What’s not to love about red knots?
The red-plumed birds hatch in the arctic during in the summer. When the weather turns colder, they fly 3,000 miles to Mexico, often alone, sometimes nonstop.
“They're just tiny little chicks. They have never seen the coast where they're about to fly. They don't know the threats they're about to face,” says Juilán García Walther, a biological sciences Ph.D. student at the University of South Carolina. ¨But they find their way to the same place their parents came from. … It’s a bird the size of a grapefruit, and that tiny bird can fly thousands of kilometers nonstop. It's amazing to see.”
Red knot conservation needed
But for future generations to see red knots, conservationists need to know a lot more about the birds, how they travel and where they stop along the way.
“If we want to conserve these species, we need to conserve the habitat they depend on during their migrations,” García Walther says. “Many of these sites are vulnerable to being developed."
That’s where García Walther’s doctoral research comes in.
He is leading efforts to expand the Motus Wildlife Tracking system in Mexico. Motus is a network of more than 900 receiver antennas in over 30 countries. The receivers collect data from radio tags on birds, insects and other animals, and the receivers and tags don’t have to be placed by the same researchers. It allows researchers to cover more ground to gather data on animal migration.
“The logic behind this technology is that you install different stations at different sites on the continent. You attach a radio tag to the birds. When they pass through these towers, the tags will get detected, and you can interpret things like how much time are they spending on these coastal sites, and the direction of the flight path,” García Walther says.
But when he went to look for red knot data in his region, it didn’t exist.
That’s because Mexico has been largely uncovered by Motus. Until recently, the country had just a couple of receiver sites, all on the shore of the Yucatan Peninsula in the far southeast of the country. Northwest Mexico, the Pacific red knot range, had nothing to track the birds.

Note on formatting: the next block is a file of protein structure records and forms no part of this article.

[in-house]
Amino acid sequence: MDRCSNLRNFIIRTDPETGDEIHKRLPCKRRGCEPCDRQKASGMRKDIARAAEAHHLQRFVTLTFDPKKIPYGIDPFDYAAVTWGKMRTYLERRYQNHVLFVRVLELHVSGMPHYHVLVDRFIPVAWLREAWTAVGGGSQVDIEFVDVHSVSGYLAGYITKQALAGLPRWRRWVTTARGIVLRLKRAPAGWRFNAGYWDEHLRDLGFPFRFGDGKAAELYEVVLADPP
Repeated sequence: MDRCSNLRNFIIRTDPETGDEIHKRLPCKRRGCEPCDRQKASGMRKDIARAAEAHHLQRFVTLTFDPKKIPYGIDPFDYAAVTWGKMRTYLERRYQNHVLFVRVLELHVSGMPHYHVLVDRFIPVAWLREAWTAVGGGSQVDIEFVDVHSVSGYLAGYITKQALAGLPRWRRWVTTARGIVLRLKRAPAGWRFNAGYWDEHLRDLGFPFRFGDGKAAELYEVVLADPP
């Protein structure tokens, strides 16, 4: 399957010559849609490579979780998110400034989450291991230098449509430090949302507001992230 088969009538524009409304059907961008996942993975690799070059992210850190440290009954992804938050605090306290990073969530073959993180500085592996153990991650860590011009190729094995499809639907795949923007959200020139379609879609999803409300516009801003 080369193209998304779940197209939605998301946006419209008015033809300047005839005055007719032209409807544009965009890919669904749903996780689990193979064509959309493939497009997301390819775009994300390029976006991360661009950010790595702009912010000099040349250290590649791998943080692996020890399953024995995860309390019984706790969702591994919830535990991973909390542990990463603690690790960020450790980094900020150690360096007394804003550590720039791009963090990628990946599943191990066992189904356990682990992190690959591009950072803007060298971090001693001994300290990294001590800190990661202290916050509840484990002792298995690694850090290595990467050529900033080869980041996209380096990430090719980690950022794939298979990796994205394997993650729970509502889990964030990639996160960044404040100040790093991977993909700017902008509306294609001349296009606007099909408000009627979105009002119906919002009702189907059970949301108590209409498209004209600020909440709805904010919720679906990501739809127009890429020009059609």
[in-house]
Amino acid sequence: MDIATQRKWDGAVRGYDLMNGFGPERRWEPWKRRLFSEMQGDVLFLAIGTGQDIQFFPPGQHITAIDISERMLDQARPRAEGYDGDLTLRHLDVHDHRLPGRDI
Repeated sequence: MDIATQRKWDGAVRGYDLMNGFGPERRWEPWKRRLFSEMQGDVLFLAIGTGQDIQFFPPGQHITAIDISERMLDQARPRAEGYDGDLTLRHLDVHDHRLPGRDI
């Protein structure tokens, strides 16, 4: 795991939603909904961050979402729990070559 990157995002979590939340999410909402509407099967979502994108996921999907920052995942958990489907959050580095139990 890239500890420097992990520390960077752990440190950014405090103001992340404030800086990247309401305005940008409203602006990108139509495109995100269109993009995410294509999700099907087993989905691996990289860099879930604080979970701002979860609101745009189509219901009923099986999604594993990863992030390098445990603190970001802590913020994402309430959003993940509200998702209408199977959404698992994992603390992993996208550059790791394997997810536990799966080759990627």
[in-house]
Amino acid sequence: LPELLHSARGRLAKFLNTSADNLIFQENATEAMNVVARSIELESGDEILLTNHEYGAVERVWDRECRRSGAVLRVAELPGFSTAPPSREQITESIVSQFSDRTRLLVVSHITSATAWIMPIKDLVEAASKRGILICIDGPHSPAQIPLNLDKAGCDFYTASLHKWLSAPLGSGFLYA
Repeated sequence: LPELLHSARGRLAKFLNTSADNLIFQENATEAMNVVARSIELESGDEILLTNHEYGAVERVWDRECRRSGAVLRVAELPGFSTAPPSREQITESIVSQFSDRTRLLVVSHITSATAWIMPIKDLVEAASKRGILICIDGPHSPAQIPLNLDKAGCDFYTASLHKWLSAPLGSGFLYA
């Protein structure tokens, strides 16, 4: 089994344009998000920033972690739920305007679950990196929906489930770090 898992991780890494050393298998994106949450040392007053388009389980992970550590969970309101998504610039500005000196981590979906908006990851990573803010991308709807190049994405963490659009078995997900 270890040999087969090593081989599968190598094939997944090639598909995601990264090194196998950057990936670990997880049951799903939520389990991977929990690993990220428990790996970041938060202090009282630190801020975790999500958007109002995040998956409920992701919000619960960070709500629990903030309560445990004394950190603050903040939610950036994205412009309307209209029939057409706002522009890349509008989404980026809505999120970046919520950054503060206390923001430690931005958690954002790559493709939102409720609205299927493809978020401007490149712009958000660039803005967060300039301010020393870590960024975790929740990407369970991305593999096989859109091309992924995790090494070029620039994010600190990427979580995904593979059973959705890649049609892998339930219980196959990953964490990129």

Building the network
García Walther coordinated efforts between several non-profit organizations and other conservation groups to expand his country’s Motus network. In 2020, the U.S. Fish and Wildlife Service, which considers the red knot to be a threatened species, awarded a grant to help install 15 Motus receiver sites around the Gulf of California. Later, the Sonoran Joint Venture and the David and Lucile Packard Foundation awarded additional funds to increase the number of stations to 24.
In November 2020, García Walter activated the first Motus receiver in Northwest Mexico. In his back yard.
His research team also is tagging red knots this winter and analyzing the lay of the land to see how rising sea levels would impact different wetlands in the region.
In addition to his project in Northwest Mexico, García Walther is collaborating to have a wider reach. He is helping coordinate efforts to add bird-tracking stations in the Chihuahuan Desert in central Mexico and near Mexico’s southern border. He led an international workshop for more than 150 people from 23 countries to teach volunteers how to install and maintain Motus technology.
He has an amazing capacity to bring people together and make collaborations happen. ... We need those collaborations among those who value these birds wherever they are.
― Nate Senner, UofSC Biological Sciences professor
“The momentum that has been created in just one year of planning is actually amazing,” García Walther says. “We are all making incredible progress to push the Motus expansion to answer questions at regional and hemispheric scales.”
Although COVID-19 outbreaks in Mexico have slowed the project, the progress is impressive, says Nate Senner, a biological sciences professor and García Walther’s advisor. Senner points out that he offered his student a fully-funded research project, but García Walther chose to follow his passion to create his own project and find his own funding.
Obviously, he was up to the task.
“He has an amazing capacity to bring people together and make collaborations happen,” Senner says. “When you’re studying migratory birds, collaborations are what makes these things possible. These birds are flying immense distances. They're spending time in lots of different places. We need those collaborations among those who value these birds wherever they are."
In other words, the birds have no borders, and García Walther is leveraging connections across borders to conserve them.
“Julián had a vision,” Senner says. “When you know what you want to accomplish, that doesn't ensure you're going to get there. But it means that you're going to work hard to follow that through. Given Juilán skills and contacts, I feel like this was something that he could really make happen."
Juilán García Walther installs an antenna to track bird movement in the Punta Banda estuary in northwest Mexico in January, 2021.
Juilán García Walther will present his red knots research during Discover UofSC on April 23.
He also recently wrote about his research for The Conversation. Read his article here.